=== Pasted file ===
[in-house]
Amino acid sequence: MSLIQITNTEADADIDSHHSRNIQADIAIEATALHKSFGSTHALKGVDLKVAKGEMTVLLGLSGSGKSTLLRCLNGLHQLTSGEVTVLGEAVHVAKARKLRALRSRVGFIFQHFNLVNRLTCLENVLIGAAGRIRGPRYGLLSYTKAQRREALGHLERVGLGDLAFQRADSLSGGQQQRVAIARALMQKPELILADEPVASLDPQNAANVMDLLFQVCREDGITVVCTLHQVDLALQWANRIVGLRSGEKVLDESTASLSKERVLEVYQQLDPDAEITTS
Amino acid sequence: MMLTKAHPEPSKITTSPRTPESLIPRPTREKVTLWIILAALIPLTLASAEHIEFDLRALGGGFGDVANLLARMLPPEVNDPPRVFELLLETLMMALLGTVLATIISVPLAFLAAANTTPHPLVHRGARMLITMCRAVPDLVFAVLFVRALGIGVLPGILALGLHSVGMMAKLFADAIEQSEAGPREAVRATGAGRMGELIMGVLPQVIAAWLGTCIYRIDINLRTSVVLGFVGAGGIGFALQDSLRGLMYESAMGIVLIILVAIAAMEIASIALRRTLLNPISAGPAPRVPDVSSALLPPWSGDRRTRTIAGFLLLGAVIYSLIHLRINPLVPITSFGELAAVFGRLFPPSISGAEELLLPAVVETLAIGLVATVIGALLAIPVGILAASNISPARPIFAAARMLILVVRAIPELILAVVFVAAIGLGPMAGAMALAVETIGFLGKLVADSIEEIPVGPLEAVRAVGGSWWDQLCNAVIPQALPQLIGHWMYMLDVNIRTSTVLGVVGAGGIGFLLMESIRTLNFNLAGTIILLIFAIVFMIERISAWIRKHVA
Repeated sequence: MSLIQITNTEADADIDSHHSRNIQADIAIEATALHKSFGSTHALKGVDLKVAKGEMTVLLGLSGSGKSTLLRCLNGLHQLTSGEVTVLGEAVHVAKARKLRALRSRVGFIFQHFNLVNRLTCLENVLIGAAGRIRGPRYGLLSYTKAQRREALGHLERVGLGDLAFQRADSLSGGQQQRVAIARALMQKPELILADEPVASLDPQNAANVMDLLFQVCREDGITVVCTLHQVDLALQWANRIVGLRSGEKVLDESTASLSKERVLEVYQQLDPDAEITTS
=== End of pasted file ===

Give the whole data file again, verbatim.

[in-house]
Amino acid sequence: MSLIQITNTEADADIDSHHSRNIQADIAIEATALHKSFGSTHALKGVDLKVAKGEMTVLLGLSGSGKSTLLRCLNGLHQLTSGEVTVLGEAVHVAKARKLRALRSRVGFIFQHFNLVNRLTCLENVLIGAAGRIRGPRYGLLSYTKAQRREALGHLERVGLGDLAFQRADSLSGGQQQRVAIARALMQKPELILADEPVASLDPQNAANVMDLLFQVCREDGITVVCTLHQVDLALQWANRIVGLRSGEKVLDESTASLSKERVLEVYQQLDPDAEITTS
Amino acid sequence: MMLTKAHPEPSKITTSPRTPESLIPRPTREKVTLWIILAALIPLTLASAEHIEFDLRALGGGFGDVANLLARMLPPEVNDPPRVFELLLETLMMALLGTVLATIISVPLAFLAAANTTPHPLVHRGARMLITMCRAVPDLVFAVLFVRALGIGVLPGILALGLHSVGMMAKLFADAIEQSEAGPREAVRATGAGRMGELIMGVLPQVIAAWLGTCIYRIDINLRTSVVLGFVGAGGIGFALQDSLRGLMYESAMGIVLIILVAIAAMEIASIALRRTLLNPISAGPAPRVPDVSSALLPPWSGDRRTRTIAGFLLLGAVIYSLIHLRINPLVPITSFGELAAVFGRLFPPSISGAEELLLPAVVETLAIGLVATVIGALLAIPVGILAASNISPARPIFAAARMLILVVRAIPELILAVVFVAAIGLGPMAGAMALAVETIGFLGKLVADSIEEIPVGPLEAVRAVGGSWWDQLCNAVIPQALPQLIGHWMYMLDVNIRTSTVLGVVGAGGIGFLLMESIRTLNFNLAGTIILLIFAIVFMIERISAWIRKHVA
Repeated sequence: MSLIQITNTEADADIDSHHSRNIQADIAIEATALHKSFGSTHALKGVDLKVAKGEMTVLLGLSGSGKSTLLRCLNGLHQLTSGEVTVLGEAVHVAKARKLRALRSRVGFIFQHFNLVNRLTCLENVLIGAAGRIRGPRYGLLSYTKAQRREALGHLERVGLGDLAFQRADSLSGGQQQRVAIARALMQKPELILADEPVASLDPQNAANVMDLLFQVCREDGITVVCTLHQVDLALQWANRIVGLRSGEKVLDESTASLSKERVLEVYQQLDPDAEITTS